5 Situations When You Could Lose Tax Benefits On Your Health Insurance
You may be aware that tax benefits can be claimed under Section 80D of the Income Tax Act, 1961. The deduction can be claimed on premium paid for self, spouse, children and parents. Now, did you know that in certain cases you could possibly lose the tax benefits on your policies? Here are the situations when you will not be able to enjoy the tax benefits on your health insurance policy.
Failing to renew the policy
To claim tax benefits, your health insurance policy needs to be active. Often times, people wait until they receive a renewal notice from their health insurer to pay the premium. Now, insurance companies are not under any obligation to send reminders, hence they cannot be held responsible if you fail to make the payment by the due date. It is thus essential for you to remember your policy renewal date and renew it on time. Or else you stand to lose your tax benefits.
Paying premium in cash
You can pay your health insurance premiums in cash. However, it must be noted that you will be eligible for tax benefits under Section 80D for premiums paid in any mode other than cash. However, cash payment for preventive health check up is eligible for tax benefits under section 80D.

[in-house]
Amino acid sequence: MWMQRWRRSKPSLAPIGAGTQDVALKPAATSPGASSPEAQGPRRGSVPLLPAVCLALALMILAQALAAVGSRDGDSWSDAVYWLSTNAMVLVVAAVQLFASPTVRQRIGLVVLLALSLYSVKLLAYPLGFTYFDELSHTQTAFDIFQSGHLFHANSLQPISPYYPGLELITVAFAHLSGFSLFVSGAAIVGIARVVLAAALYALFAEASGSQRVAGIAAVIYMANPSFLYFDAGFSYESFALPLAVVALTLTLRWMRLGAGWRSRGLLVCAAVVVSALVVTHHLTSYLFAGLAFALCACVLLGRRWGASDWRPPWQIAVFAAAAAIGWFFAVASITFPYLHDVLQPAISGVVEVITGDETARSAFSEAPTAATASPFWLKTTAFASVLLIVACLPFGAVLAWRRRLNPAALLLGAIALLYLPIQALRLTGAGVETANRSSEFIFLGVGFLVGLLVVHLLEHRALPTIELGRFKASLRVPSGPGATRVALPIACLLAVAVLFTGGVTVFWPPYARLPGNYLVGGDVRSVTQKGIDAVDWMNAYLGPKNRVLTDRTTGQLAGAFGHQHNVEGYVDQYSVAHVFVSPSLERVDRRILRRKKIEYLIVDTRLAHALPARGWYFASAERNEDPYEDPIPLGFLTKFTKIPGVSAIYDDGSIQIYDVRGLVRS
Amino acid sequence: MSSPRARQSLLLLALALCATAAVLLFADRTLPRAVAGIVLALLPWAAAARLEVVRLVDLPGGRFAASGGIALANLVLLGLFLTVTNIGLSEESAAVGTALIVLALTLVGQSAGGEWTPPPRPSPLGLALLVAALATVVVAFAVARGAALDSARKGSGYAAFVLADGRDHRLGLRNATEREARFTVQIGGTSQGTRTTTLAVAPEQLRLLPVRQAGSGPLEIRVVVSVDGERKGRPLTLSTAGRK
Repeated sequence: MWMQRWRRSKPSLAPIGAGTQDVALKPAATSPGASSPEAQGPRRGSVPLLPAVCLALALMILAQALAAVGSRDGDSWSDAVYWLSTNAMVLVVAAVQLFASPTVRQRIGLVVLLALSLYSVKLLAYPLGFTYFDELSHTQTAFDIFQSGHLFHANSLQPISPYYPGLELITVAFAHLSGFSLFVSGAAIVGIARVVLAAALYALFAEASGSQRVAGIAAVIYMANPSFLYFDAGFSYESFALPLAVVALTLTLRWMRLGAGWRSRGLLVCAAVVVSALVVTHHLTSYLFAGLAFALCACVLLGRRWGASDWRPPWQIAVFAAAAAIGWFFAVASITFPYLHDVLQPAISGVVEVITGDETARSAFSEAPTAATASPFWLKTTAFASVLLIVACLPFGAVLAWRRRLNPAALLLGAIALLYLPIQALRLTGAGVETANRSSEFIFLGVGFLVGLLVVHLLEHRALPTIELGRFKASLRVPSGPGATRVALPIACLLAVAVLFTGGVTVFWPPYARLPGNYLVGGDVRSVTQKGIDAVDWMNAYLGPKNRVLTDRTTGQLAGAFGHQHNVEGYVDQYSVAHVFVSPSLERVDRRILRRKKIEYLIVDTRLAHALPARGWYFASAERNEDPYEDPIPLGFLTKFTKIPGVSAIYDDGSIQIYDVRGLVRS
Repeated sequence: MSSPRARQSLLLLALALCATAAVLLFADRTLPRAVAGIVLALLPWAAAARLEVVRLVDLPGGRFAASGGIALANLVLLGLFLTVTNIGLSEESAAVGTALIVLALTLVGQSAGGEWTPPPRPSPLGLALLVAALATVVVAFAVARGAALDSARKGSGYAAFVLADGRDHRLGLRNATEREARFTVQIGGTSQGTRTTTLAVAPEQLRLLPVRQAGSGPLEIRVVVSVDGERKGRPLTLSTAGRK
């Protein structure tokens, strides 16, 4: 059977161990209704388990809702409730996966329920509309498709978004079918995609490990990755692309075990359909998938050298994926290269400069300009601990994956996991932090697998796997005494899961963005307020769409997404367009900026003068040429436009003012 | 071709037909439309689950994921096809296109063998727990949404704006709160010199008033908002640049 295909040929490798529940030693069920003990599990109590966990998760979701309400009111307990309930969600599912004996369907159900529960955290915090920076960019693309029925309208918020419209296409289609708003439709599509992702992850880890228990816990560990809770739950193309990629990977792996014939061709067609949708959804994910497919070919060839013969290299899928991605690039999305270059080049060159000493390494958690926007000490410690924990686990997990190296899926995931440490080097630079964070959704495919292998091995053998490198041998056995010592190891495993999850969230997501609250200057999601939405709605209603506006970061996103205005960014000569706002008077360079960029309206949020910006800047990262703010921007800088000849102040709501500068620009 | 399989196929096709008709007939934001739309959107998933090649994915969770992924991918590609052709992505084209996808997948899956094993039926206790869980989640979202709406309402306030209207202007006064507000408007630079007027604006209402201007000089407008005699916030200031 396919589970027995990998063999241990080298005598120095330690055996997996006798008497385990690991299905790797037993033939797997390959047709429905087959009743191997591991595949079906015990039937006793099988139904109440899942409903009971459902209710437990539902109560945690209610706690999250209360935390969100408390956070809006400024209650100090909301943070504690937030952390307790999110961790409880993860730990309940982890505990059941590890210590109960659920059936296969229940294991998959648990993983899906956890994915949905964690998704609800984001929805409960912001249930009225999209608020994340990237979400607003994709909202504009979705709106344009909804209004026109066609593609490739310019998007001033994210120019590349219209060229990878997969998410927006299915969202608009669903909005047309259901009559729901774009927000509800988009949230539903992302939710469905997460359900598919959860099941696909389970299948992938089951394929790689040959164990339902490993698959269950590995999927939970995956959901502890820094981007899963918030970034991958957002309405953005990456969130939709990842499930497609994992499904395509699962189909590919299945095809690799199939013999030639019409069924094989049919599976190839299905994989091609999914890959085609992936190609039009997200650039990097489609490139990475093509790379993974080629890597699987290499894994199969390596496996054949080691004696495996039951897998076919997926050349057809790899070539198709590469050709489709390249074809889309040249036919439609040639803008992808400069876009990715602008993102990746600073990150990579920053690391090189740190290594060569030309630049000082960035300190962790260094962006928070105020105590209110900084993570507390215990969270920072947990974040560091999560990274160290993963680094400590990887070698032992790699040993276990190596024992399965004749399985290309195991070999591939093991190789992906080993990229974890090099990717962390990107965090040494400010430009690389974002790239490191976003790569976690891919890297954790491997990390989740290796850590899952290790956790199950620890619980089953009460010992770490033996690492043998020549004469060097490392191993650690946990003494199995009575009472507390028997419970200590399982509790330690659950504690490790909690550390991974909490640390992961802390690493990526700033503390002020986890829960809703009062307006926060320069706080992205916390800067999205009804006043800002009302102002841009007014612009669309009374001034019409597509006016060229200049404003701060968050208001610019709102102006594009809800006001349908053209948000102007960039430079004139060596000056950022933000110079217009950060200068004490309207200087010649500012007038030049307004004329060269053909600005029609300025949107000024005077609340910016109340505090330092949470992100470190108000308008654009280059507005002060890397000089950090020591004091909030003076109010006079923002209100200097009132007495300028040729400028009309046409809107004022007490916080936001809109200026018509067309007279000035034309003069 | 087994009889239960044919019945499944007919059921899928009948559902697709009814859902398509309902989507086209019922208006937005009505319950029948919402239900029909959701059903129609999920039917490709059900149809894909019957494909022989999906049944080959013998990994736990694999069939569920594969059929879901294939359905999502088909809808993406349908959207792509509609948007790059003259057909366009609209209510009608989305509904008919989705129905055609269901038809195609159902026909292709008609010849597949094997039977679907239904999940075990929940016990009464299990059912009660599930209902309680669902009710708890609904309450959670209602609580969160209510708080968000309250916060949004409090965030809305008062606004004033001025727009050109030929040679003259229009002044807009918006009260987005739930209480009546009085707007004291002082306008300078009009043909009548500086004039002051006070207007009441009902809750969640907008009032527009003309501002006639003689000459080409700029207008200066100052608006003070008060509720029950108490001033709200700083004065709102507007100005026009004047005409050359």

Not submitting proof to employer
At the start of the financial year, your employer will ask to fill an investment declaration form that shows the proposed insurance premium and investments. Generally companies ask for submission of this form along with the proofs during the January to February period. Now, if you fail to submit the 80D certificate provided by your insurance company, your employer will re-estimate the tax for the remaining months and deduct a slightly higher TDS for the coming months. To avoid facing any hassles later, keep your form and investment proofs ready beforehand.
Making premium payments in one go for policies of longer term
Quite a few health insurance companies now offer long-term policies where policyholders can pay premiums for two years in one go. In exchange, insurance companies may ask for lower premium amount. In case of such long-term policies, you will only be able to claim tax deductions for the year you pay the premium. You will not get tax benefits in the second year.
Paying premiums for relations other than spouse, children or parents
Certain health insurance plans may allow you to pay premiums for insuring grandparents, siblings etc. While this is permitted, tax deduction cannot be claimed for this. Under Section 80D, you can get deduction only for premiums paid towards self, spouse, children and parents.
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